In case you've been living under a rock and haven't celebrated NDD before, it's an annual event established by Nigel Lythgoe and the Dizzy Feet Foundation where dancers and non-dancers across the country are encouraged to get movin'.
To be honest, we never tire of watching non-dancers tackle a day in the life of the pros. From athletes to average Joes, these videos always give us a good laugh, and they remind the rest of the world that a whole lot of work goes into every dance performance you see. But often times, these dancer-for-a-day videos don't fully understand the importance of training (i.e., you can't just throw on a pair of pointe shoes and give it a go).
That's why we're especially loving this video by Refinery29 that actually gets it. Lucie Fink, host of the R29 YouTube series Lucie For Hire , got a private lesson from American Ballet Theatre principal Isabella Boylston, and it was endlessly entertaining.
We'd love to know what it is that has Pina Bausch, Rudolf Nureyev and Gerard Violette so amused, or what Toer van Schayk (far right) is thinking here, but one thing's for certain: We're terribly envious of the journalist (second from right) who got to be there when this shot was taken in 1986.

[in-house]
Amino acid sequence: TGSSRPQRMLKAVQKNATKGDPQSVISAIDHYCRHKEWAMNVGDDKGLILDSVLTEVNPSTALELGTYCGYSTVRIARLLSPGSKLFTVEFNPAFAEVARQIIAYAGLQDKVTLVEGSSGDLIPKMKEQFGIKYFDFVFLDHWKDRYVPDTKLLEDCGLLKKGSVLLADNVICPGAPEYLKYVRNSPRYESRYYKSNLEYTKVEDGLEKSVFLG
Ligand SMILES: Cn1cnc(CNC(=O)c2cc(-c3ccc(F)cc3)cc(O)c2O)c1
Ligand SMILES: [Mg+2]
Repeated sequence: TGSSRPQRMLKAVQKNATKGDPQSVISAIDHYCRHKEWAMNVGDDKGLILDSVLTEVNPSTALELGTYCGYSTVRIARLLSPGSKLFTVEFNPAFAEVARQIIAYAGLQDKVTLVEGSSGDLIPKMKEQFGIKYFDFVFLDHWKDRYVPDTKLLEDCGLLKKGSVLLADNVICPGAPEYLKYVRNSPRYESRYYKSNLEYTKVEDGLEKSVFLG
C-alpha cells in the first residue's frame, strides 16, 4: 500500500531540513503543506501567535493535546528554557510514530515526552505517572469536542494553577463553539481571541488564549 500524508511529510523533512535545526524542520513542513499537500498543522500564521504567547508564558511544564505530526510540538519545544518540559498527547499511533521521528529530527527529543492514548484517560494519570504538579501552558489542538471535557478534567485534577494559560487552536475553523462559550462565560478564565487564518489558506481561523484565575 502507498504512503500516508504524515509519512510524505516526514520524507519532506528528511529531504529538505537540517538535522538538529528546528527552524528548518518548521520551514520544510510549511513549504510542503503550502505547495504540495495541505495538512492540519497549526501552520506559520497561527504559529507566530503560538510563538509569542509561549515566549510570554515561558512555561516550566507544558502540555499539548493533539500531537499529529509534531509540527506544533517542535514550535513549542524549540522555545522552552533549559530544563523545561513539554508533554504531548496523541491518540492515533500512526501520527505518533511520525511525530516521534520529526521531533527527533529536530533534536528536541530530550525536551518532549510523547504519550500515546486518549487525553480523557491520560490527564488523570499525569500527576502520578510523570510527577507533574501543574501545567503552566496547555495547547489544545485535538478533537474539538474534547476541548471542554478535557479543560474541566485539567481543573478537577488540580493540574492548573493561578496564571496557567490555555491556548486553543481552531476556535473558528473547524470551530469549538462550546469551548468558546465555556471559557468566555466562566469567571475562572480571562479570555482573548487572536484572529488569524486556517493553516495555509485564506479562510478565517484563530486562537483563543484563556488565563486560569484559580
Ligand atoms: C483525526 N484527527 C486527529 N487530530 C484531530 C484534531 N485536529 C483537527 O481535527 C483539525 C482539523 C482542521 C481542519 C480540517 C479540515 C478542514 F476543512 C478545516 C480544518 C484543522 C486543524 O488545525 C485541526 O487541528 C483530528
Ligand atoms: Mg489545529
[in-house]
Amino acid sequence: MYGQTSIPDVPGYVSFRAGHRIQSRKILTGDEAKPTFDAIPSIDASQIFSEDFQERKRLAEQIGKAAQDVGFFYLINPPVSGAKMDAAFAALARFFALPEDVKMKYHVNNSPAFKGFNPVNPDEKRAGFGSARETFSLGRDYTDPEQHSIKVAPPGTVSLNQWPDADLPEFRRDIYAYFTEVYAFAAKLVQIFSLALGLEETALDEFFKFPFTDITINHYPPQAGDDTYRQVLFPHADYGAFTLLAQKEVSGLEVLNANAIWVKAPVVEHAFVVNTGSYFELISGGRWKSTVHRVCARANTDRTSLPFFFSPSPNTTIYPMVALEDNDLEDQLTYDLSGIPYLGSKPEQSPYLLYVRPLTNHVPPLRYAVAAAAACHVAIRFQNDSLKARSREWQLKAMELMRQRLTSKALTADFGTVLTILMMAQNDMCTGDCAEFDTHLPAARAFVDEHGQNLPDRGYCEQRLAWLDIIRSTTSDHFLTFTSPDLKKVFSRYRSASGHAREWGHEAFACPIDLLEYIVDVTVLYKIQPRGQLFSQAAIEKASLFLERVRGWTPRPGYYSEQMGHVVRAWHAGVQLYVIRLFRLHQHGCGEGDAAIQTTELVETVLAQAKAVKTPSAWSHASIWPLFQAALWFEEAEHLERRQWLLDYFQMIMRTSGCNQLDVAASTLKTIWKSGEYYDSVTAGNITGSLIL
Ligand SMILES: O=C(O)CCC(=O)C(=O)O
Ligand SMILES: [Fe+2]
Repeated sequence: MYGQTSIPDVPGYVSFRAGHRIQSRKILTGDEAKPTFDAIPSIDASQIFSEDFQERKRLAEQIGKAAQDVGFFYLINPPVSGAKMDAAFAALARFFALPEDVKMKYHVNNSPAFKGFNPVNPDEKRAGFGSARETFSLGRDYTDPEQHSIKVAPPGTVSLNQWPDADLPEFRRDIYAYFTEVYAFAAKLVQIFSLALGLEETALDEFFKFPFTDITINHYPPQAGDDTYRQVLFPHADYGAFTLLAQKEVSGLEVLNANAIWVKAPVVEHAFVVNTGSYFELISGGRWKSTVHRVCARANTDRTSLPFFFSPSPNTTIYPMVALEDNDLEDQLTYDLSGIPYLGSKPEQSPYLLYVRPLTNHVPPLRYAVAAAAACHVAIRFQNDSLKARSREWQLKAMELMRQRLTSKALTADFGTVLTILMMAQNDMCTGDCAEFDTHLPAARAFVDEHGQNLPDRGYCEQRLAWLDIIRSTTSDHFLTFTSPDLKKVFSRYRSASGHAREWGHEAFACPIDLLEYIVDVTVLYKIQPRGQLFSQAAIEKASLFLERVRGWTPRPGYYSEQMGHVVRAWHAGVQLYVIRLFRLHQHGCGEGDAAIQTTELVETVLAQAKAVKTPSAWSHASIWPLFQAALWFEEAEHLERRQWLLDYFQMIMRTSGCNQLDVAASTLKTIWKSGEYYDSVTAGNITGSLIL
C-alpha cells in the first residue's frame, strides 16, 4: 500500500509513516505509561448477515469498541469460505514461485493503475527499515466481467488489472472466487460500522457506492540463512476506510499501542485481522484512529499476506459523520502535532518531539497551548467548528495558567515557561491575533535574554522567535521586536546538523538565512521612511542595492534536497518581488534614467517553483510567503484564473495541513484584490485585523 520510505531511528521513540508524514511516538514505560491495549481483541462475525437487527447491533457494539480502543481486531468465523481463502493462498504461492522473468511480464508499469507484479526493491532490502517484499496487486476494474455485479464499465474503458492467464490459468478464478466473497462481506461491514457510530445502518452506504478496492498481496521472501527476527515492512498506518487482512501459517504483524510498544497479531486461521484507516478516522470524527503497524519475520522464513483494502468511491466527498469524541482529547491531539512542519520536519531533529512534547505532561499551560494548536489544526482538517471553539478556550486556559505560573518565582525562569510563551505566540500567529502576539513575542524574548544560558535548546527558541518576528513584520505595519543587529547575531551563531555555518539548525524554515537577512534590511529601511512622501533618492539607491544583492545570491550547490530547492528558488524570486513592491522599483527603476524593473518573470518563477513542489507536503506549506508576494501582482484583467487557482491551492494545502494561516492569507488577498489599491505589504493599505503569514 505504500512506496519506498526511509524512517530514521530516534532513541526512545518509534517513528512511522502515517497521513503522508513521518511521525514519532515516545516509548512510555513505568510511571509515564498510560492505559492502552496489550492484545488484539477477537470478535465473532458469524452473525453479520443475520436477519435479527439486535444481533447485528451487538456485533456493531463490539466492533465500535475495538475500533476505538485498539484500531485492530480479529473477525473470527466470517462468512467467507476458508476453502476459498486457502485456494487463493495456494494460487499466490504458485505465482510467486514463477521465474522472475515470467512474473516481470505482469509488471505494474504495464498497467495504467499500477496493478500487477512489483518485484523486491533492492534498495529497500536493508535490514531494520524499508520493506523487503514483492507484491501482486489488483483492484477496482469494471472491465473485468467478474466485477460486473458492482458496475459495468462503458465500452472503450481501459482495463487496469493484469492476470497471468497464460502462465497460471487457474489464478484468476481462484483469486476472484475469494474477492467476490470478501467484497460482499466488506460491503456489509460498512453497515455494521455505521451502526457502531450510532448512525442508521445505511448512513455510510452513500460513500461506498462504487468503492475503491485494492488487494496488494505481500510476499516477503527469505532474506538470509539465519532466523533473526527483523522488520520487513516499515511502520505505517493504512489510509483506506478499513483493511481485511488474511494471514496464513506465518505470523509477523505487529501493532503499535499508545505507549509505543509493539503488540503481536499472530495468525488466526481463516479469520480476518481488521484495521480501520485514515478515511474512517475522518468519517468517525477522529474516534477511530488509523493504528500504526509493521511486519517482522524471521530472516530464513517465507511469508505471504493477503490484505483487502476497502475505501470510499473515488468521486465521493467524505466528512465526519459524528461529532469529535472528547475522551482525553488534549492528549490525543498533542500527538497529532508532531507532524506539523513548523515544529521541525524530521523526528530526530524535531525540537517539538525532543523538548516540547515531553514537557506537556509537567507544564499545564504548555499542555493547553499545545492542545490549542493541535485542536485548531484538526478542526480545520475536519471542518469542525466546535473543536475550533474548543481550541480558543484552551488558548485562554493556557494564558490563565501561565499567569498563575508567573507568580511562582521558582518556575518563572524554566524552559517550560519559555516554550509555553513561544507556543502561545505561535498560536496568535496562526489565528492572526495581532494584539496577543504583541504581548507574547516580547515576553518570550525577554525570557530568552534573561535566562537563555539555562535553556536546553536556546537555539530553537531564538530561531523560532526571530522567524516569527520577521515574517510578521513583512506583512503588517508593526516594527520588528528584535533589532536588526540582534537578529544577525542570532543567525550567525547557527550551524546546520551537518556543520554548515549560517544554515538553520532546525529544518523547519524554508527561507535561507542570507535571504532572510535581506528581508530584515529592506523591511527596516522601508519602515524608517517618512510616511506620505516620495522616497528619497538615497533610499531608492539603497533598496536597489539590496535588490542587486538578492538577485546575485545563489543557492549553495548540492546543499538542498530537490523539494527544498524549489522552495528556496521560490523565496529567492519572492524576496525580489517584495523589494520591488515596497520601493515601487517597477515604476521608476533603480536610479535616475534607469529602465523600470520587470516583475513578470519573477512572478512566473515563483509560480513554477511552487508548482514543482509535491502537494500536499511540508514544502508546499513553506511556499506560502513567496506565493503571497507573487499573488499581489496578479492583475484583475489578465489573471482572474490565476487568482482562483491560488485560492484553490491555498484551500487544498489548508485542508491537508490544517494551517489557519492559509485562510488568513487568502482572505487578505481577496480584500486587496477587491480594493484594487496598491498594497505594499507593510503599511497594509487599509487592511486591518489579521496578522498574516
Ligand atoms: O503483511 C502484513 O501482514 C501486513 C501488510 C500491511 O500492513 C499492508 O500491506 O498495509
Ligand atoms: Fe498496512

It's the end of a long rehearsal day for the dancers of Abraham.In.Motion. They're reviewing phrases of a new work, Dearest Home. It's a pretty typical rehearsal scene. Some dancers cluster around a laptop trying to piece together steps learned long ago. Others review choreography together, working to figure out who remembered which arms correctly.
What isn't typical: The company's director and choreographer, Kyle Abraham, is nowhere to be seen.
That's because while the company is based in New York City full-time, Abraham spends most of his year teaching at the University of California, Los Angeles, where he joined the faculty last September. It's an unconventional model for a single-choreographer–led troupe, almost functioning like a repertory company in which choreographers drop in for a week to set a piece, leaving it up to the rehearsal directors and dancers to keep the momentum going.